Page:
Unsolved Murder of Banker Stirs Fears that Compliance is ‘Risky Business’ in Lebanon
24 Jun 2021

A year after the head Byblos Bank’s ethics and anti-fraud department was found stabbed to death near his home in Hazmiyeh, an investigation by Lebanese police has concluded only that nothing had been stolen during the attack and no motive was readily apparent, the Financial Times reported Thursday.

Lebanese bankers, by contrast, have drawn a more specific conclusion: Antoine Dagher’s murder relates to his job.

Before leading the institution’s ethics and anti-fraud department, Dagher served as the head of Byblos Bank’s compliance division for a decade, where he oversaw efforts to identify and report suspected instances of money laundering and terrorist financing. But such a role is not without its risks.

In Lebanon, “compliance is a risky business, if you do it properly,” according to a former regulator who spoke to the FT. “You have Hezbollah, you have [politicians and their families], and you have corrupt banks’ management.”

The stakes of conducting compliance work in the nation have been exacerbated by Lebanon’s financial crisis, which sparked mass protests and a two-week shutdown of its banking sector in October 2019, the news outlet said. The consequences of the country’s economic crash are still easily discerned today.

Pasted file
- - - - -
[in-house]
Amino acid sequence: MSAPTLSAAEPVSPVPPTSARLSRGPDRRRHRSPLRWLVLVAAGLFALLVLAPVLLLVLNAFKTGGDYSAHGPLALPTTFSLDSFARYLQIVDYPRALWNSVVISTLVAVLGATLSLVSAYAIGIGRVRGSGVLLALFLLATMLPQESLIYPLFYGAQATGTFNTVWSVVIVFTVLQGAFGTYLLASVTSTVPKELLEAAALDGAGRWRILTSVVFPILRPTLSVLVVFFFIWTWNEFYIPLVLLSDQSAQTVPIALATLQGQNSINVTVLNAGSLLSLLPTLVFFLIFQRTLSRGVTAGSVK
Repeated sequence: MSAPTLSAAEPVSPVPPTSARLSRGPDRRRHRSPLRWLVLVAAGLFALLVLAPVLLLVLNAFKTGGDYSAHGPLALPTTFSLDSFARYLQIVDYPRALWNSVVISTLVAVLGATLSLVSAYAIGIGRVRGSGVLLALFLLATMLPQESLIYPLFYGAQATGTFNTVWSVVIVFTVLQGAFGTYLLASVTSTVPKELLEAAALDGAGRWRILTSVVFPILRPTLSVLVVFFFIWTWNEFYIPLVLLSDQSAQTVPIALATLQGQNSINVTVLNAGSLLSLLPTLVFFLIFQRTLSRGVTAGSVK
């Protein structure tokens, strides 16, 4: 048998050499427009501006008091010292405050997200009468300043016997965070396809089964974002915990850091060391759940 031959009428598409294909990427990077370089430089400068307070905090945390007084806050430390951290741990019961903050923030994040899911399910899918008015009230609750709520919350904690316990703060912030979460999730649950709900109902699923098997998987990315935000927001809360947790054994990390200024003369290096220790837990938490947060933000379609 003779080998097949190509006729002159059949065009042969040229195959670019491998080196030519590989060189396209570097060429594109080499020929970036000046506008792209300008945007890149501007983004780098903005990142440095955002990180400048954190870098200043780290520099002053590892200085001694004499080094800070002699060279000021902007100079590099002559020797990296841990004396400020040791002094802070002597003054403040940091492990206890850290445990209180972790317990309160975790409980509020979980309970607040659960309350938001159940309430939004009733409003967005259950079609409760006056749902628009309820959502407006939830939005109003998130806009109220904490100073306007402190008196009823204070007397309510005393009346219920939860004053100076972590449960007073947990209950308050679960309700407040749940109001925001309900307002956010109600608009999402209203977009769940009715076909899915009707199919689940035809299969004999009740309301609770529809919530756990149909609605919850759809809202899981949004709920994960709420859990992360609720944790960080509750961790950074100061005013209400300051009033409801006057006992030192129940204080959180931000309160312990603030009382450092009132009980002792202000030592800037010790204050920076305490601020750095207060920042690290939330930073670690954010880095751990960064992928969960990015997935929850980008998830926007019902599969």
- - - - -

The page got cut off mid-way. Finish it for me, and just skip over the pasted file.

“It’s not normal banking,” a senior banker told the FT. “We’re dealing with crisis and craziness.” 

Although a Lebanese banker was once seen by the public as a “precious commodity,” two years into the economic meltdown “your name is trash,” according to the banker, whom the news outlet did not identify.

The individual, who works directly with clients, said that bankers have been forced by the crash to reject what they consider to be valid customer requests to access their funds, while still permitting VIPs and bank managers to open new accounts and make withdrawals. The result is that bankers are increasingly targeted by enraged clients and protestors, some of whom have torched bank branches or accosted staff, the FT said.

In some instances, irate customers have pulled guns on managers and demanded access to the money in their accounts, according to the senior banker.

“We are afraid, we are living in a country where there is no security, [and] they can kill us,” the person said.

During the same period, the U.S. Treasury Department imposed sanctions on Jammal Trust Bank for purportedly providing financial services to members of Hezbollah–a step that has since forced the bank into liquidation. Two European money-laundering and embezzlement investigations have launched targeting the governor of Lebanon’s central bank, despite his denials of any wrongdoing. A severe dollar shortage has also made it easier for criminals to launder funds through cash-starved banks, according to the report.

“It is very hard to trace and verify the real source” of cash, a compliance specialist told the FT. As a consequence of the turmoil created by the crisis, “compliance is not first priority, surviving is first priority,” the specialist said.

Dagher, a father of two, is remembered by four of his colleagues as a decent and diligent banker, the newspaper said.

“He was the most ethical person at the bank,” said a former colleague, adding “if he could see what is happening now, I’m sure he would have resigned.”

“We never realized how dangerous his job is,” Dagher’s son told the FT.

Read more at the Financial Times

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